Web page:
Part 3 of 4 in series "Finance and the Common Good"


This is the start of the introduction, written by editors Kees Buitendijk and Cor van Beuningen,  to the book Finance and the Common Good (2019, Amsterdam University Press).


In his visionary cultural study, The Philosophy of Money (1900), philosopher and sociologist Georg Simmel states: ‘Life teaches us all about money; money teaches us all about life’. Simmel’s thesis is that anyone seeking to understand modern society should study the phenomenon of money, and vice versa. As we, in this book, try to understand life in relation to money, or, more specific, to understand what happened to and through finance in modern society, Simmel gives us a proper first stepping stone; a discourse for understanding the deep cultural embeddedness of our money – and the financial sector. Before we introduce both the aims of this publication and our fellow contributors, we will first use Simmel’s thesis to elucidate the thematic background of our writings.

Simmel argues that money is ‘function without substance’; it is a mere instrumental expression of the relationship between subject (the human being) and object (his/her environment). As an instrument, however, money allows subjects to invest ‘objects’ (products, services and relationships) with abstract value, regardless of their particular, individual qualities. Objects can then be quantitatively exchanged, and hence be made uniform. This is how money, as a transparent and universally intelligible medium, emancipates the subject, as it liberates from natural or social restraints. And in this way, the abstract instrument of money can provide societies with a vigorous energy.

Subjective valuations and objective values

Simmel nevertheless also observed – already at the beginning of the twentieth century – that money was increasingly becoming a ‘great disruptor’. Although money is ‘simply’ a quantitative expression of individual qualitative relationships, there is no indispensable connection between the two, and the instrumental, extrinsic function therefore has the tendency to detach from exactly the intrinsic qualities it expresses. Money in itself inherently tends towards becoming more essence (function) and less substance. This is already exemplified by the changing appearance of money: from seashells and cattle, via coins and bills, to scriptural money and bitcoins. Simmel argues that in this way, the greatest blessing bestowed on us by modern money – the possibility of exchanging ‘things’ – also poses the greatest danger to our culture and society. Money only expresses completely interchangeable, anonymous, and functional characteristics, as these are its own functions. But by doing so, it hides the concrete reality of ‘value’, or the valuable relationship between subject and object. Money itself obscures the relationship between man and the world.

Paradoxically, next to obscuring our disposition of value, money also symbolizes it. Or, as Simmel states it: ‘money is the adequate expression of the relationship of man to the world’. For the more abstract money becomes – and with it, the relationship it expresses between subjective valuations and objective values – the harder it becomes to concretize value. In modern times, abstract money allows us to value any object by price, but the price of an object will no longer necessarily tell us something about its value. It is therefore the triumph of the amorphous availability of everything through function over the individual significance of anything by substance, as explicated by our money, that we, modern people, will have to struggle with, according to Simmel.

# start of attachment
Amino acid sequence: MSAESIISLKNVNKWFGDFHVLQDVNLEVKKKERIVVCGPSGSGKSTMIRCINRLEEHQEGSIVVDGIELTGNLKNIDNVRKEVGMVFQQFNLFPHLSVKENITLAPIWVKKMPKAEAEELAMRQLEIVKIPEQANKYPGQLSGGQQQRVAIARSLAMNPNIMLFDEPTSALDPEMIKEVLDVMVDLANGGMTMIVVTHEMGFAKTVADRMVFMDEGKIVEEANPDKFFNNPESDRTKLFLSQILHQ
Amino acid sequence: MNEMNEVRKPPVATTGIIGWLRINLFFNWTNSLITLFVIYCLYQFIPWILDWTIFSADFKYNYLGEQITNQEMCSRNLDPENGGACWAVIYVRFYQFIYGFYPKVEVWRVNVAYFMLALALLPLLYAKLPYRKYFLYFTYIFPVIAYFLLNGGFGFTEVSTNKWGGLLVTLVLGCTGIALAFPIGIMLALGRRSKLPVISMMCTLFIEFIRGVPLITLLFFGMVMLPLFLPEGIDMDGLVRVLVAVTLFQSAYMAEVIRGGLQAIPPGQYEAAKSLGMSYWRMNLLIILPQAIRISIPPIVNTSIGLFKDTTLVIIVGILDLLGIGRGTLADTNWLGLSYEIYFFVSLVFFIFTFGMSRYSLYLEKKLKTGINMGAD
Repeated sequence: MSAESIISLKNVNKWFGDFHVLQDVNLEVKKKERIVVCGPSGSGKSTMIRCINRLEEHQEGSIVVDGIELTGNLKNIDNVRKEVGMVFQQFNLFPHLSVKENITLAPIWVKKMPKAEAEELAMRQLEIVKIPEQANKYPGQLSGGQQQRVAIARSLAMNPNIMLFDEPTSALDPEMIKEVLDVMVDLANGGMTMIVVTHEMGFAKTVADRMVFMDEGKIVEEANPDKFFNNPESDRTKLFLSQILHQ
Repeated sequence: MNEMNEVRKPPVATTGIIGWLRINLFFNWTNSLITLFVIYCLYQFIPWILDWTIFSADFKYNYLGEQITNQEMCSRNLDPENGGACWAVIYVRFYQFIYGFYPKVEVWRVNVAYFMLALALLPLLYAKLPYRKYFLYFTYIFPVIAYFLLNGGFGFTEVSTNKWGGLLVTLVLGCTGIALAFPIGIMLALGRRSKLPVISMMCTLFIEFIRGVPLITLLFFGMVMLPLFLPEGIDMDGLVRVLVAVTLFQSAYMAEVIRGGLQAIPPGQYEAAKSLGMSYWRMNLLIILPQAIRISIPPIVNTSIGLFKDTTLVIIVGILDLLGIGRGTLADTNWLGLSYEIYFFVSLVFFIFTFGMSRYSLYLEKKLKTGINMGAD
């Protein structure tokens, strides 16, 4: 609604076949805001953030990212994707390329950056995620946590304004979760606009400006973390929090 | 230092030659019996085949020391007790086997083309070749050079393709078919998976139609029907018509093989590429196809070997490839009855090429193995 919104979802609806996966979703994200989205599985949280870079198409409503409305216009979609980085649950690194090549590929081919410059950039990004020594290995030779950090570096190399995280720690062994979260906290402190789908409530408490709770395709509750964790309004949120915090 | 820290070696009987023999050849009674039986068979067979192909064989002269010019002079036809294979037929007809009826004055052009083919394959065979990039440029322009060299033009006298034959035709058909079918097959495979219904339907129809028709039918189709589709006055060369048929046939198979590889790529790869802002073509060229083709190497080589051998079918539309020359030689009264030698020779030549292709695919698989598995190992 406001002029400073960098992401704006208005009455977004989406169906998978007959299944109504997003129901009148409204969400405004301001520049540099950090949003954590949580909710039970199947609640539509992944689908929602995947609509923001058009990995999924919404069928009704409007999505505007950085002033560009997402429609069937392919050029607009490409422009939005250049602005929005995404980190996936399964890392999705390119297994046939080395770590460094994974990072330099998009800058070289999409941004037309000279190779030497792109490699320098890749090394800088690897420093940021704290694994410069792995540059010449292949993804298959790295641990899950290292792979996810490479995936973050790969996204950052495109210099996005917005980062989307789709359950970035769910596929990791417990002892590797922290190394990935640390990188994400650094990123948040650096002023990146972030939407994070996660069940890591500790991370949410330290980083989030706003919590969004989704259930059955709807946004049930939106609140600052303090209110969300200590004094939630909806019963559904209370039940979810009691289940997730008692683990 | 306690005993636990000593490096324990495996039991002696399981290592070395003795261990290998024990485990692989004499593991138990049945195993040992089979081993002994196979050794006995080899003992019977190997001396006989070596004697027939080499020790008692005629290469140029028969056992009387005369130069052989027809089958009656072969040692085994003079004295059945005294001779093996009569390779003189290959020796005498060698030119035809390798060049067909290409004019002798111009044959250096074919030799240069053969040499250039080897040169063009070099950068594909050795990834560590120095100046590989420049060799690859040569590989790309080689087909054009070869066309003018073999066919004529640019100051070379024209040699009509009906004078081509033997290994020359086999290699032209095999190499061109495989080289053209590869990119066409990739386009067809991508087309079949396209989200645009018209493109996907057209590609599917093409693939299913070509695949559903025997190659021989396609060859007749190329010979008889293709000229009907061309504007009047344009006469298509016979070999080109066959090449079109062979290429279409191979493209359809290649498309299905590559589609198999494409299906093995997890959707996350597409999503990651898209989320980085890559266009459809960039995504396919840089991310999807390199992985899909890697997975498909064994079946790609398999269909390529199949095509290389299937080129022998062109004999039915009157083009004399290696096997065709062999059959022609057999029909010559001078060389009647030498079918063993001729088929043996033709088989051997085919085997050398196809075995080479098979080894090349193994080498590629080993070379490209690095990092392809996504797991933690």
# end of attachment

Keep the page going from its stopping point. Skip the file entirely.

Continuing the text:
When considering modern times, it is evident that culture and society have changed drastically over the last forty-odd years. Radical shifts in domains such as technology, economics, (geo)politics, and (social) media have turned the world into a global village. One exponent of these shifts has been the immense growth of the global financial sector. On the one hand, this process of financial globalisation has gone hand in hand with a considerable worldwide net growth of wealth; on the other hand, as the financial crisis of 2007/8 has shown, there are serious and harmful downsides to this global financial interconnectedness. In the wake of the crisis it has become painfully clear how ‘real’ financial products can turn out to be, (again) proving their ‘value’. Anyone who all of a sudden is unable to pay the mortgage instalments will find that finance is not all that abstract.

The light of money

For obvious reasons, the adverse sides of the globalized financial sector have been the main focus of political action, media coverage and public debate in recent years. Public resentment with the sector was and still is quite large and, at least since 2008, it has been under close scrutiny by the polity. And not without results: things have changed since the crisis. Stricter regulation, more substantive external monitoring and higher capital requirements, as well as increased attention for CSR, ethics and culture, to name a few issues. And yet, in the past months and years, there is one question that returns again and again: has anything really changed? Have technical, legal, and functional measures done the job? Or are the underlying social dynamics, the culture, and the ethics of the financial sector virtually the same as they were before the crisis? Even more fundamentally, what was the real problem in the financial sector to begin with? Was it a ‘technical’ problem? Institutional? Individual? Cultural? Or ethical? And did it only affect the financial sector, or was it more widespread – affecting other commercial industries, the government, and society itself?